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Could COVID-19 save Thailand's tourist-ravaged coast?

Lessons from Railay pit post-pandemic environmental resurgence against tourism imperative

Once overflowing with the tourists, a beach on Thailand's renowned Railay Peninsula takes a rest as COVID-19 keeps most visitors away. (Photo by Sarah McLean) 

On a recent morning, with hardly another soul to crease the sands, and only the lapping of gentle waves to ruffle the stillness, I experienced a serious case of deja vu on Thailand's Railay Peninsula, the site of some of the world's most beautiful beaches.

This, I remembered, was what I had encountered during my trips to the Railay area decades earlier, before mass tourism overwhelmed its sweeping arcs of sand walled by towering limestone cliffs. It is sad to say, but the fallout from the COVID-19 pandemic has restored some of what that tide of humanity degraded.

Residents in the tourist-dependent southern provinces of Phuket and Krabi, which includes Railay, speak of dolphins frolicking with fisherman, manatees munching peacefully on sea grass and frequent sightings of dugongs and reef sharks -- all rare events before the pandemic. At the hotel where I was staying (and paying rock bottom rates) a hefty monitor lizard waddled nonchalantly toward the villa.

All but gone were the earsplitting, fume-spewing and unregulated longtail boats that in pre-pandemic times ferried tour groups to the three stunning Railay beaches accessible only by sea.

As wonderful as this new serenity seemed, my delight was tempered by what I saw and heard around me: shop fronts shuttered, bars and restaurants nearly empty, the jobless forced to seek employment elsewhere or survive on slashed incomes. Revenue from foreign tourists, mostly banned from entering Thailand, cannot be replaced by the small number of domestic visitors like me.

Payorm Numchan best expressed my mixed feelings. First visiting Railay more than 20 years ago, she became addicted to rock climbing -- one of the peninsula's other great attractions -- competed internationally, and eventually returned to open a tourist climbing operation.

Payorm remembers a small fishing community, then an initial flow of backpackers followed by a tourist explosion, with hotels rising cheek-by-jowl along Railay's West Beach. She describes the frenetic development as "crazy." Other visitors agreed, lamenting in online comments that "greed and money have taken over" and that "the halcyon days are sadly well and truly over."

"When COVID came, I experienced my most beautiful time here," Payorm said. "Nature was resting peacefully. We saw turtles emerge from the sea for the first time. Coral beds were not being broken. Boats were few. There was quiet."

Yet, at the same time, her income plummeted to as little as 1,000 baht (about $31) a month. Friends around her cried in desperation. "There is always some good mixed with some bad in this world," she told me.

The Phuket-Krabi area, with a combined population of about 1 million, catered to more than 15 million tourists a year in the boom years, with its annual toll of 2,000 visitors per sq. km the biggest on Earth, according to Columbus Direct, a travel insurance company. The area had clearly exceeded its tourist carrying capacity.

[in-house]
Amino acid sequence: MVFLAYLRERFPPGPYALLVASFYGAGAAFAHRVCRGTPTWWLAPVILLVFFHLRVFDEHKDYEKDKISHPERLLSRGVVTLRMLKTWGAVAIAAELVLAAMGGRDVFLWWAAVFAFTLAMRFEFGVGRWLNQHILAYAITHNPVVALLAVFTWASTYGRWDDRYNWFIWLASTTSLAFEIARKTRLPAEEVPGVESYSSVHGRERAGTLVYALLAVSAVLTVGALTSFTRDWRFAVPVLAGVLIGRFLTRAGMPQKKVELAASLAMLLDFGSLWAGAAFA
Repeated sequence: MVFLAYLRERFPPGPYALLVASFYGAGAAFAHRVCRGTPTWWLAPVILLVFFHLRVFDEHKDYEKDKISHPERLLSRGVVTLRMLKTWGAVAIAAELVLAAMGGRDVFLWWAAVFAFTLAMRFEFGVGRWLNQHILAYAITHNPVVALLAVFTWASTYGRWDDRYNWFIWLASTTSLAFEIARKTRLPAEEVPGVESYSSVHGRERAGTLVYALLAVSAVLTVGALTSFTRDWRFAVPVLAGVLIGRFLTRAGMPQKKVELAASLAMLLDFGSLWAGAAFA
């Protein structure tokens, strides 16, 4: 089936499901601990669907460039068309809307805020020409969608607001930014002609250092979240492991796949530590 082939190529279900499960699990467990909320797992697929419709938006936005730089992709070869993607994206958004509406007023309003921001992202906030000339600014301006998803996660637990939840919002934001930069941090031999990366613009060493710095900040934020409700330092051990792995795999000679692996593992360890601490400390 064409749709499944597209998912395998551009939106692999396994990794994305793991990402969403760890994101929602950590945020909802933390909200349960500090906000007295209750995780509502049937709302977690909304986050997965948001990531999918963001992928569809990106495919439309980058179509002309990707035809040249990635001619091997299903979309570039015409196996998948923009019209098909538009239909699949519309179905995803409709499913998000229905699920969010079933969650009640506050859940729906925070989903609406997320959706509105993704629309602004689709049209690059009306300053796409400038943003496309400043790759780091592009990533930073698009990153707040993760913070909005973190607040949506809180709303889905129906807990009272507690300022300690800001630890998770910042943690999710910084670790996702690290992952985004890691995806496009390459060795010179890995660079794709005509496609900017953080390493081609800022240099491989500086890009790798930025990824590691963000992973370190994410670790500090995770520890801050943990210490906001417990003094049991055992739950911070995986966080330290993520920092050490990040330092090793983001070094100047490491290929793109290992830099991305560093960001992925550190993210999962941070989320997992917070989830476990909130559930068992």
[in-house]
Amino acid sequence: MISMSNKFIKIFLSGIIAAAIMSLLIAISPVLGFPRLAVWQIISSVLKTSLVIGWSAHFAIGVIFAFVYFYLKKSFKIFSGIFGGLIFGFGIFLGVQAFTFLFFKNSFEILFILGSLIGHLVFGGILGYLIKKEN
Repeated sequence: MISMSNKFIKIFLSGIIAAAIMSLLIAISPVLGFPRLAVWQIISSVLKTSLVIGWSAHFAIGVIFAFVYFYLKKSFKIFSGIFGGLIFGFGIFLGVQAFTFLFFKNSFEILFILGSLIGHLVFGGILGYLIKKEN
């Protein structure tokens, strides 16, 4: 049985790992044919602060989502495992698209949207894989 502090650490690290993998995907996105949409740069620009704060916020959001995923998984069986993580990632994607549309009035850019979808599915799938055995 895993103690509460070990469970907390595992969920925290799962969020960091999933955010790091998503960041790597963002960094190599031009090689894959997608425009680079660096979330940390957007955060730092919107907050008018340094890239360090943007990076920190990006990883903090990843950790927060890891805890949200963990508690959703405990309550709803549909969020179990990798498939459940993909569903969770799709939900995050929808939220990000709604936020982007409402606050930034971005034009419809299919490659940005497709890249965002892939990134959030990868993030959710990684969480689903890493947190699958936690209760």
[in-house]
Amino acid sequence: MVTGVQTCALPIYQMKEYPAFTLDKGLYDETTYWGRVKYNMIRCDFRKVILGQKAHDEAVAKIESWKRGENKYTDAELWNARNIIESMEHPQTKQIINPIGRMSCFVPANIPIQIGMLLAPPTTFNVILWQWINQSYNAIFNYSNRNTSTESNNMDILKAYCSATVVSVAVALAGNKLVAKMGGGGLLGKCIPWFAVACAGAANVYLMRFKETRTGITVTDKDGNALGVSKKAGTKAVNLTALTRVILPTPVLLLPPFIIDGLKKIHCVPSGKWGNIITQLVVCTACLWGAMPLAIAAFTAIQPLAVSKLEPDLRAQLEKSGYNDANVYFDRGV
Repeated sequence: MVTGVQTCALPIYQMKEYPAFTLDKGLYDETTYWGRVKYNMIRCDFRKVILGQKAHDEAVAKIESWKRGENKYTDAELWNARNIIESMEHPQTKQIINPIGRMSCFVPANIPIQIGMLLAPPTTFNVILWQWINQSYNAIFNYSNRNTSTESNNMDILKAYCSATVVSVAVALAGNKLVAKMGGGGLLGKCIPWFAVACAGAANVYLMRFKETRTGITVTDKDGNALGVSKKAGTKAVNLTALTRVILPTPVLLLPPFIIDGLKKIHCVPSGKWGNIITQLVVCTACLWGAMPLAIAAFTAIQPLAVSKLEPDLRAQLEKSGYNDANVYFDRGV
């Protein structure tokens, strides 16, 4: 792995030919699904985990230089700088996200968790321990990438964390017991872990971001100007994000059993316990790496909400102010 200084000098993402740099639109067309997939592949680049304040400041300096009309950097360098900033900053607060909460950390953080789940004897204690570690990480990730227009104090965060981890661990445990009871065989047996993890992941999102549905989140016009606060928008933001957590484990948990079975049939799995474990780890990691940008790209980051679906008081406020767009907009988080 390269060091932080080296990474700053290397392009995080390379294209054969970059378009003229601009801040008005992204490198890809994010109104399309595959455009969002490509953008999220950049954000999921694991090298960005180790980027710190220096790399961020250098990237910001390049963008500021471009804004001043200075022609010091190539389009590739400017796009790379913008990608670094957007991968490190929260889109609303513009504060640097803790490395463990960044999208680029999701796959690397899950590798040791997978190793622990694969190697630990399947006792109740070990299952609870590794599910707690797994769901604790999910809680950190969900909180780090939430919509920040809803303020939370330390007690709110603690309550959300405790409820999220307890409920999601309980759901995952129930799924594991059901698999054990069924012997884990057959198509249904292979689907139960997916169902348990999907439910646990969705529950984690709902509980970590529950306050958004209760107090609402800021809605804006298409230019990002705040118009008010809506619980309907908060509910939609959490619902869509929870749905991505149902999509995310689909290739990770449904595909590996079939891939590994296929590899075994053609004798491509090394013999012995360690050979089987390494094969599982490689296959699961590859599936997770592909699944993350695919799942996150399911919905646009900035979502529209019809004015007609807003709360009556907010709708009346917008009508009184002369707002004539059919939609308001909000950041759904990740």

Before the pandemic, environmentalists and enlightened travel industry leaders were already sounding the alarm, and there was debate among government officials about attracting fewer but higher-spending visitors instead of the ubiquitous Chinese and Russian group tours.

Now some of these proposals are reemerging as the country looks toward its post-COVID-19 future. "A huge challenge awaits Thailand as plans are afoot to open up the country to rescue the tourism industry: How to prevent a new round of environmental onslaught from mass tourism," says the Thailand Development Research Institute, a Bangkok-based think tank.

Krabi's Koh Phangan Online Magazine, based on the eponymous offshore island, is urging the adoption of a sustainable "blue economy" that would limit access by tourists into sensitive areas and mandate annual closures of marine parks to allow for regeneration of flora and fauna.

The precedents are not good, however. I remember clearly the hopeful voices raised after the 2004 tsunami, which devastated swaths of the area, including the Phi Phi Islands -- once a coral-reef-strewn jewel of the Andaman Sea. The disaster presented a great opportunity for an environment-friendly fresh start. But with barely a pause, places like Phi Phi returned to their past ways with a vengeance, leaving some parts looking like an urban slum.

Now, even without a firm date for Thailand's reopening to foreign tourists, reservations for future holidays are brisk (bookings from Sweden are at a record high, according to tour agencies). And Krabi Airport, which feeds the Railay tourist market, is set to double its capacity to 8 million passengers a year.

Perhaps the most ominous problem is the already intense pressure to rebuild, at any cost, the moribund tourism industry, which employs millions of people and is the biggest contributor to Thailand's national income.

I am hoping for the best, but I fear that neither we lucky people who saw Thailand before the tourist boom, nor our children, will ever again experience the vibrant coral beds of Phi Phi or the magical solitude of Railay.

Denis D. Gray is a writer based in northern Thailand.

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